Few American stories of personal fellowship are as poignant as the Roosevelt-Taft friendship—and its brutal disintegration.
FDR masterfully maneuvered the United States into the Second World War without appearing to do so. His corps of envoys and advisers did little to shape the agenda of a strategic and political mastermind.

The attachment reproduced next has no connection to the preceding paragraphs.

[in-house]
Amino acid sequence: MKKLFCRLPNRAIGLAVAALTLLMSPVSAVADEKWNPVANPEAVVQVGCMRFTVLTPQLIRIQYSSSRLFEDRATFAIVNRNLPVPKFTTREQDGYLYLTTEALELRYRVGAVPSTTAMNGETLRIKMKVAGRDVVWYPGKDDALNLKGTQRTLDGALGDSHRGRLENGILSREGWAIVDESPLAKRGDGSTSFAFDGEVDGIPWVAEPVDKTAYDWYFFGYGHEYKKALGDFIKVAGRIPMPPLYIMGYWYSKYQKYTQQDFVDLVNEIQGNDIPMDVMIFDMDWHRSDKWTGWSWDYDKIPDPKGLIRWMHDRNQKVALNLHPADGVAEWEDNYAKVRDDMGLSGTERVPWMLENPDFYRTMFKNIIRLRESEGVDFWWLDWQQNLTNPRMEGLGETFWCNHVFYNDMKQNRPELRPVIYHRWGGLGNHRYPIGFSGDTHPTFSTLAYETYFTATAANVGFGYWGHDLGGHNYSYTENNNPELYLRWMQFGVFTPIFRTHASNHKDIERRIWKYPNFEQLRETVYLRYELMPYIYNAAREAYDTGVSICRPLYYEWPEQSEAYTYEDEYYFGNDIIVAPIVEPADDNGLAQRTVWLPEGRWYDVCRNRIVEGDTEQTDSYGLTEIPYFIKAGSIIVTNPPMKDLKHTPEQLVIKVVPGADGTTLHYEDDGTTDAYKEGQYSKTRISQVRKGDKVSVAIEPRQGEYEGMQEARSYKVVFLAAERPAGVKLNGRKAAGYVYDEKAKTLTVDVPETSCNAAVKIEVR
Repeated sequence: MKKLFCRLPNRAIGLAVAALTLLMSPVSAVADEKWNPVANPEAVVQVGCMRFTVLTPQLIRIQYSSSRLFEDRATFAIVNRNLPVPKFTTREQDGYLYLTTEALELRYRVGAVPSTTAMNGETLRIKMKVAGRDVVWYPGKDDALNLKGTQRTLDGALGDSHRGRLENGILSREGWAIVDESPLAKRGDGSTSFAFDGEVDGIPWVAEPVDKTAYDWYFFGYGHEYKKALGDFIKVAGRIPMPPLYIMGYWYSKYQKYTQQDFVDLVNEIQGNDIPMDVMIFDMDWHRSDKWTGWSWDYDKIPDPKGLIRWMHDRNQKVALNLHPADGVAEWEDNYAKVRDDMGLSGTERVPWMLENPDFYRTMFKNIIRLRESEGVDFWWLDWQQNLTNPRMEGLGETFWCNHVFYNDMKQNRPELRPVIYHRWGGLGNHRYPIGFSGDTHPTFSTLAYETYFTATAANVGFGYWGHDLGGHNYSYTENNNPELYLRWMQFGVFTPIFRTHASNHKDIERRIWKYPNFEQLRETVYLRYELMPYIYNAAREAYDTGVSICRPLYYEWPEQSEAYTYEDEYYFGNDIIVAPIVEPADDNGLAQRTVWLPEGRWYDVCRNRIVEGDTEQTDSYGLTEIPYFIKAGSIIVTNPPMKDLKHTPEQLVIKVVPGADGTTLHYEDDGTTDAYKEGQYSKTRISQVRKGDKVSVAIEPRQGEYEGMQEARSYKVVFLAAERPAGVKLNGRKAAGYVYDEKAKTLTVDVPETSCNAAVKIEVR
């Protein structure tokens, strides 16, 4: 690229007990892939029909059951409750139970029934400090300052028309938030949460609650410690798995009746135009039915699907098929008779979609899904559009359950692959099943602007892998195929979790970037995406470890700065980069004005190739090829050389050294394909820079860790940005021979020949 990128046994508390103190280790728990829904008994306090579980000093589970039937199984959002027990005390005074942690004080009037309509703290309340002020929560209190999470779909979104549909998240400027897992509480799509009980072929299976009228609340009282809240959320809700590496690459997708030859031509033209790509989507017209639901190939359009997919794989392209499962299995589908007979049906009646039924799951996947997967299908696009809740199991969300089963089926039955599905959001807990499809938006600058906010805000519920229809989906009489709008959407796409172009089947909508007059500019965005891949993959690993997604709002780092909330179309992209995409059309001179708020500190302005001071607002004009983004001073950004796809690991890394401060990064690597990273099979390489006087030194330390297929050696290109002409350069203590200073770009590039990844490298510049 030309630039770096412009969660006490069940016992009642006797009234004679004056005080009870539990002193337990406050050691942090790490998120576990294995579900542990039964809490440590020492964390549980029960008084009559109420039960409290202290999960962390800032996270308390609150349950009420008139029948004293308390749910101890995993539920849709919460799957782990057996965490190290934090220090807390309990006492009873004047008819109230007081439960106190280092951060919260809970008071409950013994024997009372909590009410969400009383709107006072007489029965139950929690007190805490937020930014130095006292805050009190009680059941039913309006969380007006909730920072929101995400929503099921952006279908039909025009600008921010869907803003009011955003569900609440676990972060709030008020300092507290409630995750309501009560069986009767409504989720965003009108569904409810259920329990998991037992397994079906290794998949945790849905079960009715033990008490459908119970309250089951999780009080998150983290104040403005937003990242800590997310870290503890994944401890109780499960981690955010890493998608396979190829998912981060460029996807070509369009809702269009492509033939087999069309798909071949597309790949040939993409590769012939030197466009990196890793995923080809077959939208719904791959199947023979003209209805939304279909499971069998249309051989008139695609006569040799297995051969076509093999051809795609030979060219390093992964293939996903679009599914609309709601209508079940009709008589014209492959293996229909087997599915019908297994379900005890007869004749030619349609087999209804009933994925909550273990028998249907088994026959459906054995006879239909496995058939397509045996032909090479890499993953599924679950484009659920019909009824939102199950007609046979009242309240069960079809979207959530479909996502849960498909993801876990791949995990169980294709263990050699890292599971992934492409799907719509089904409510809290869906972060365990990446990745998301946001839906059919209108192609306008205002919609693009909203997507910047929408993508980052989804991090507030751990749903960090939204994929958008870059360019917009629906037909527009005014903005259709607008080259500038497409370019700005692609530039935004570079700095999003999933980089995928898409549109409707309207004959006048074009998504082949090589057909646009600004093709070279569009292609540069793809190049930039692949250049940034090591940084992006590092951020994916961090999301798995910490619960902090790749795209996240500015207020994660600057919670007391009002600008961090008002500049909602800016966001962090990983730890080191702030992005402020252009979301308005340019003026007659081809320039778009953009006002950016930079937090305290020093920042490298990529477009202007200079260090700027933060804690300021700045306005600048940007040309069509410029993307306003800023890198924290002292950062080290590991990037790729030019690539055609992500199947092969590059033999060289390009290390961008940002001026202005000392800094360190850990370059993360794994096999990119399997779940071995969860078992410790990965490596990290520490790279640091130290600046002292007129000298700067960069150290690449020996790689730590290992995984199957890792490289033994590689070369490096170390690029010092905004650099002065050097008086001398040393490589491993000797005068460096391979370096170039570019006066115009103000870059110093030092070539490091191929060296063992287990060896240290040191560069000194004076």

Robert Merry’s new book explores the academic impulse to assess the presidents—but with a twist. He melds contemporaneous judgments of the electorate with academic polls to yield an engaging history.